Support Village Voice News With a Donation of Your Choice.
|ESPN (Mohammad Isam)- In these two Tests, he has shown a range of skills that has repaid coach Domingo’s faith in fast bowlers.
Bangladesh’s batting failure has overshadowed their fast bowlers’ rise in recent times. When Khaled Ahmed completed his maiden five-wicket haul against West Indies in the second Test in St Lucia, their fast bowlers had taken a total of 51 wickets, the most by pacers in a year .
It was the first time fast bowlers took 50 wickets together, surpassing their haul of 48 wickets in 2008. It was a testament to both their tremendous effort of the last two-and-a-half years, and was in line with head coach Russell Domingo’s vision at a time when they nearly vanished in Bangladesh cricket.
Khaled is the latest of the current fast bowling group to get a big haul. Taskin Ahmed re-established himself with performances throughout 2021 and 2022, before the shoulder injury halted him. Ebadot Hossain, after he starred in the Mount Maunganui Test against New Zealand, is now the leading wicket-taker for the team in Tests. Shariful Islam too has proved himself as the go-to left-arm quick even when Mustafizur Rahman was available in the Test squad.
On Sunday, Khaled completed his five-for when No 11 Jayden Seales edged his pacy outswinger. It took Bangladesh 127 overs to bowl West Indies out. The pace attack is still a work-in-progress, and there were long phases when, in the words of the head coach Russell Domingo, they bowled “soft balls” . This was evident as West Indies made 408 in reply to their first-innings total of 234. At stumps, the visitors were 132 for 6, trailing by 42 runs.
However, Khaled’s performance is a key takeaway for Bangladesh. He had removed Alzarri Joseph and Kyle Mayers earlier in the morning. Joseph holed out at midwicket while centurion Mayers succumbed to Khaled’s slower ball. On the second day, Raymon Reifer and Nkrumah Bonner had both played on to his rising deliveries just a shave outside offstump, resulting in two wickets in the same over.
Khaled has shown a range of skills in these two Tests. Bowling into the stumps at the end of the third day in Antigua, he rattled the West Indies line-up in their 84-run chase. He removed Kraigg Brathwaite, Reifer and Bonner in the space of ten balls. West Indies recovered from 9 for 3, and a bit of criticism came Khaled’s way for not following up on that opening burst.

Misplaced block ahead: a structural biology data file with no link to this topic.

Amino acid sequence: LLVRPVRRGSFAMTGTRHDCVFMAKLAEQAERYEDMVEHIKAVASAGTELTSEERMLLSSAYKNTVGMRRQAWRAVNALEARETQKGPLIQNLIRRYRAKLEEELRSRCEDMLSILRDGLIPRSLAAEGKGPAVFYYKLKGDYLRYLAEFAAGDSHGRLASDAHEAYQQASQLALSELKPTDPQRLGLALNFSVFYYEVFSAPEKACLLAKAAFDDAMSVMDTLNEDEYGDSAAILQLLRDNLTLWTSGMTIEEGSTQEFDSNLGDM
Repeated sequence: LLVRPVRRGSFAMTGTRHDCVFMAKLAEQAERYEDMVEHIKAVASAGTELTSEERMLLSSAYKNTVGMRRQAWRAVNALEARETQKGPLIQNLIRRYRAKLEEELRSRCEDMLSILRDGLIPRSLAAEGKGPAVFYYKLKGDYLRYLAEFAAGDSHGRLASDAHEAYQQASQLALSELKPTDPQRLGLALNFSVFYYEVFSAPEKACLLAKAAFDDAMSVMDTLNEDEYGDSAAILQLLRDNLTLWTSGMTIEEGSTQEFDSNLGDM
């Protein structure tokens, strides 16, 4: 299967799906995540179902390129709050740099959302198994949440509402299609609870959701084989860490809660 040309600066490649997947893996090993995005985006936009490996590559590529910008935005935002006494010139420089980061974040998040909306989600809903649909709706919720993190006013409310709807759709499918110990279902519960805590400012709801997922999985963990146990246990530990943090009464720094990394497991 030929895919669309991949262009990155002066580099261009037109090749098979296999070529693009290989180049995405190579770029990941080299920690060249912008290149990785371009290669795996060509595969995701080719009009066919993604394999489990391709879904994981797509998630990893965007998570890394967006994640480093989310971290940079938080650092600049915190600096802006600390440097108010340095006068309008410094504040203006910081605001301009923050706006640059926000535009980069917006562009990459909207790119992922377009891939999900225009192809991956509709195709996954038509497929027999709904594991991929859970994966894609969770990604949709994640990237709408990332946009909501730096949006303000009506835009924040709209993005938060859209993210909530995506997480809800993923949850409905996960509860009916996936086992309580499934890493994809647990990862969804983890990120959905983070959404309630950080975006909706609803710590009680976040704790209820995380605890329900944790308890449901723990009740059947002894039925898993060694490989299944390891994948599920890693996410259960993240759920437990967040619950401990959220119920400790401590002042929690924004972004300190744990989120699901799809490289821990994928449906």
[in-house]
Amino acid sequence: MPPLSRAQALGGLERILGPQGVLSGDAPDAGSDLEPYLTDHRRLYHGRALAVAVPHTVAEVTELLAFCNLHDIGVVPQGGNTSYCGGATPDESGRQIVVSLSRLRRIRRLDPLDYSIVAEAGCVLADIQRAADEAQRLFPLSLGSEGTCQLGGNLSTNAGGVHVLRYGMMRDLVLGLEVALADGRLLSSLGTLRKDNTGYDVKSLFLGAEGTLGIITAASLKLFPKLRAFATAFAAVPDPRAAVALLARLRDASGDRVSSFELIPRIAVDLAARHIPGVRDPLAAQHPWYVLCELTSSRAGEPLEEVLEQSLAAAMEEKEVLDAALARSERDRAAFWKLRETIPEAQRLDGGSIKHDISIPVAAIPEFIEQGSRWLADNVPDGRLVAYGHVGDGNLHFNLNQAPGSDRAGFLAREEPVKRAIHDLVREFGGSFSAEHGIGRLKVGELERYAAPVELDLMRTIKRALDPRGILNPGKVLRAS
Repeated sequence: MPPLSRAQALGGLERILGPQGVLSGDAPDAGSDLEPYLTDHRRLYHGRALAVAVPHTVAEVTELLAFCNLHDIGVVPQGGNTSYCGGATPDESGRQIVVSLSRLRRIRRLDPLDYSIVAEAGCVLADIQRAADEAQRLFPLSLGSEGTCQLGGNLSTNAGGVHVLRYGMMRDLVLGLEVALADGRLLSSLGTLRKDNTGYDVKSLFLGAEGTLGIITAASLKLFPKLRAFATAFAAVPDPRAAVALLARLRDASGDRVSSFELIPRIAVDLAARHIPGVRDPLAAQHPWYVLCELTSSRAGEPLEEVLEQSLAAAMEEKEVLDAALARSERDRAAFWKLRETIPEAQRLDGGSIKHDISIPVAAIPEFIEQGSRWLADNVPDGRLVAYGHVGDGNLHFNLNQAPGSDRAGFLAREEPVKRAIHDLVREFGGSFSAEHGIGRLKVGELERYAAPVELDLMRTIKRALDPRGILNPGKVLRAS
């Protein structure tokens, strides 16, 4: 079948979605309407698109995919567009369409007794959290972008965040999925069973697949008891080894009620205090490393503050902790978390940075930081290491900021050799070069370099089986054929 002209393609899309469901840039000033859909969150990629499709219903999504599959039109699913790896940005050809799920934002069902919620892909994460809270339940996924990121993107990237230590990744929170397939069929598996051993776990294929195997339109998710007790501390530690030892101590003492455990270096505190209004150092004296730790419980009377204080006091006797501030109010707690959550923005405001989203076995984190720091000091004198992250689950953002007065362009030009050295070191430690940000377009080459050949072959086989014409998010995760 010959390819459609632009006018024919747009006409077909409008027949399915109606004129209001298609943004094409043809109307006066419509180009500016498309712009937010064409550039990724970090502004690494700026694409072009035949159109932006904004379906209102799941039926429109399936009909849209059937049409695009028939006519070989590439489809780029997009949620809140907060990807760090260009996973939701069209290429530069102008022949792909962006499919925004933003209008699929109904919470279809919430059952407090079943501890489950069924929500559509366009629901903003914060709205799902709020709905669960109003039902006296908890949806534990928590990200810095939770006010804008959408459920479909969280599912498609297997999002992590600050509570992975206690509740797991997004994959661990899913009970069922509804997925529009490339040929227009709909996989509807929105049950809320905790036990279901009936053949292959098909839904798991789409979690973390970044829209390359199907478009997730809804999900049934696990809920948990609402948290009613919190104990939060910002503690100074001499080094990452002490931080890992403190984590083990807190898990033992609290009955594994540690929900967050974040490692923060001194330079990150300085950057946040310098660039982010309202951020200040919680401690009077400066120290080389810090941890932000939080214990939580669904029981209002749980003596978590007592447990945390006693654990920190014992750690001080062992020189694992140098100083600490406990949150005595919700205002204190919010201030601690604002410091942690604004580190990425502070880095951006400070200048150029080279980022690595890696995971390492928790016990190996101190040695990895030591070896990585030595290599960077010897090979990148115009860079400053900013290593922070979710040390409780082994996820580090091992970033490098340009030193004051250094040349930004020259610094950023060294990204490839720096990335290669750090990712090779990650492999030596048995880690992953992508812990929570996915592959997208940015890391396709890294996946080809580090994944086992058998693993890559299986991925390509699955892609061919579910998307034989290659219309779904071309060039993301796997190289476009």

The same criticism crept back on the second day in St Lucia when he, and the rest of the bowling attack, couldn’t pick up wickets after taking four in the first session. Khaled was largely ineffective for three spells for the rest of the day, only taking wickets on the third morning.
Khaled has been doing all of this work against the backdrop of his family experiencing the Sylhet floods. On the day he took those three quick wickets in Antigua, there were pictures of water at chest height in many areas in Sylhet circulating. He hails from Alampur on the southern outskirts of the main city, an area that has witnessed some of the worst flooding and lack of power, food, and other necessities.
The BCB had to evacuate the High-Performance side that was scheduled to train at the Sylhet International Stadium earlier this month when the flood hit the city. The board said recently that they are keeping tabs on the families of some of the Sylhet-based players, but undoubtedly, it has been a worrying time for them.
Having debuted more than three years ago, Khaled is reaping the rewards in the long format only now. He had his first Test wicket in December last year, in his 70th over in his fourth Test. In his next Test, in Durban, he took 4 for 92 in the first innings. Khaled had finally turned a corner, and it came at a time when Bangladesh were in desperate need of a fast bowler to step up; Taskin, who had been fiery in the ODI series in South Africa before that Test, was playing with a shoulder injury.
He had sat out the Tests against New Zealand earlier this year when Ebadot Hossain, a fellow Sylheti and a more colourful character, took centre stage with his six-for in the Mount Maunganui Test. There was also Abu Jayed, a seamer who relied heavily on the swing, as part of the Sylhet pace trio that had surprised everyone when they were all selected together in 2019. Jayed took three four-fors, but never appeared like a threat. He is a mild trundler who pegged away from one end. Later, Jayed lost his place in the team.
Khaled has had it tough too, but he has always been a quiet person. He needed knee surgery in 2019 after going wicketless in his third Test in the same year. Khaled would often be seen training on his own at the BCB academy in Mirpur.
Many Test discards train in BCB’s main facility throughout the year. Many don’t make it, despite years of effort. Fast bowlers have been the most expendable among these discards. The likes of Jayed, Khaled and Ebadot were considered fringe cricketers for several years when the then-coach Chandika Hathurusingha convinced the BCB and team management that he would rely only on spinners at home. When Domingo announced in February 2020 that they were going to ditch the all-spin plan to win overseas, it was a lifeline for the fast bowlers.
But Domingo’s words weren’t going to bring them back. Bangladesh’s fast bowlers had to do the job. And, they have mostly earned back their respect and acceptance. Now, it is clear that the Bangladesh captain has a pace plan. Khaled getting his maiden five-wicket haul is a testament to Domingo’s conviction on a good cricketing plan, but also another significant step in the right direction for the fast bowlers.